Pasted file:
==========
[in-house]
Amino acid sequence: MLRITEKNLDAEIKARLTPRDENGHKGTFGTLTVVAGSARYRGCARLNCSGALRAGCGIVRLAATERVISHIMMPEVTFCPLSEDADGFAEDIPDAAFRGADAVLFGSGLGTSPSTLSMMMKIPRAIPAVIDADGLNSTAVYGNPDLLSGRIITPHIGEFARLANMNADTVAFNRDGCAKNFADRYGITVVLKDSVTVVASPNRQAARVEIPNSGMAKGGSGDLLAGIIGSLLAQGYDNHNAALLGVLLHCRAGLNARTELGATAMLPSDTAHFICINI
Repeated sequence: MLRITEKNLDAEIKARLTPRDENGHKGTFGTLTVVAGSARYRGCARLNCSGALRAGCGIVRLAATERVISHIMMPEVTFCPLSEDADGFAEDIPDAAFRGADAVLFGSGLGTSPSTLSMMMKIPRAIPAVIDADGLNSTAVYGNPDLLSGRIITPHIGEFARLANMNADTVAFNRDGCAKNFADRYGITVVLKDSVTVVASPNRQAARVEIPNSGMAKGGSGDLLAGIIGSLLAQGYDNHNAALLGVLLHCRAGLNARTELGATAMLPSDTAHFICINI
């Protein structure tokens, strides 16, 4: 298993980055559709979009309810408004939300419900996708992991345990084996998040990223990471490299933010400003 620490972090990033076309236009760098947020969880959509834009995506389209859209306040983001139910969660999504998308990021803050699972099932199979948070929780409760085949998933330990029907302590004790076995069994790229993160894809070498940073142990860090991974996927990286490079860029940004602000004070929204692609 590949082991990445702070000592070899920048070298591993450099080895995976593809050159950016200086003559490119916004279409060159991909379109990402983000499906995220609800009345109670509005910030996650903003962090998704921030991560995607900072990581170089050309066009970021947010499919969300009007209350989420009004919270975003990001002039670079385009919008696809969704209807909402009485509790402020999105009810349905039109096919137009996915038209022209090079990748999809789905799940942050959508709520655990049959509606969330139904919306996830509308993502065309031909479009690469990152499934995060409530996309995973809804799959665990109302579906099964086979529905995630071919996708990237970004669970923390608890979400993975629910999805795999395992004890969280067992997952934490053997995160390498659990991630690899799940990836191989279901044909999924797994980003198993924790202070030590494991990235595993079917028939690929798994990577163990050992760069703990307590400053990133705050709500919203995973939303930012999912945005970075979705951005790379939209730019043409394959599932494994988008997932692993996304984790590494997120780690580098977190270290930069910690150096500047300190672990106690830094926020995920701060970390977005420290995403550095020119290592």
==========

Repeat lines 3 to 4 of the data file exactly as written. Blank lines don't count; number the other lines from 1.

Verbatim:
Repeated sequence: MLRITEKNLDAEIKARLTPRDENGHKGTFGTLTVVAGSARYRGCARLNCSGALRAGCGIVRLAATERVISHIMMPEVTFCPLSEDADGFAEDIPDAAFRGADAVLFGSGLGTSPSTLSMMMKIPRAIPAVIDADGLNSTAVYGNPDLLSGRIITPHIGEFARLANMNADTVAFNRDGCAKNFADRYGITVVLKDSVTVVASPNRQAARVEIPNSGMAKGGSGDLLAGIIGSLLAQGYDNHNAALLGVLLHCRAGLNARTELGATAMLPSDTAHFICINI
């Protein structure tokens, strides 16, 4: 298993980055559709979009309810408004939300419900996708992991345990084996998040990223990471490299933010400003 620490972090990033076309236009760098947020969880959509834009995506389209859209306040983001139910969660999504998308990021803050699972099932199979948070929780409760085949998933330990029907302590004790076995069994790229993160894809070498940073142990860090991974996927990286490079860029940004602000004070929204692609 590949082991990445702070000592070899920048070298591993450099080895995976593809050159950016200086003559490119916004279409060159991909379109990402983000499906995220609800009345109670509005910030996650903003962090998704921030991560995607900072990581170089050309066009970021947010499919969300009007209350989420009004919270975003990001002039670079385009919008696809969704209807909402009485509790402020999105009810349905039109096919137009996915038209022209090079990748999809789905799940942050959508709520655990049959509606969330139904919306996830509308993502065309031909479009690469990152499934995060409530996309995973809804799959665990109302579906099964086979529905995630071919996708990237970004669970923390608890979400993975629910999805795999395992004890969280067992997952934490053997995160390498659990991630690899799940990836191989279901044909999924797994980003198993924790202070030590494991990235595993079917028939690929798994990577163990050992760069703990307590400053990133705050709500919203995973939303930012999912945005970075979705951005790379939209730019043409394959599932494994988008997932692993996304984790590494997120780690580098977190270290930069910690150096500047300190672990106690830094926020995920701060970390977005420290995403550095020119290592």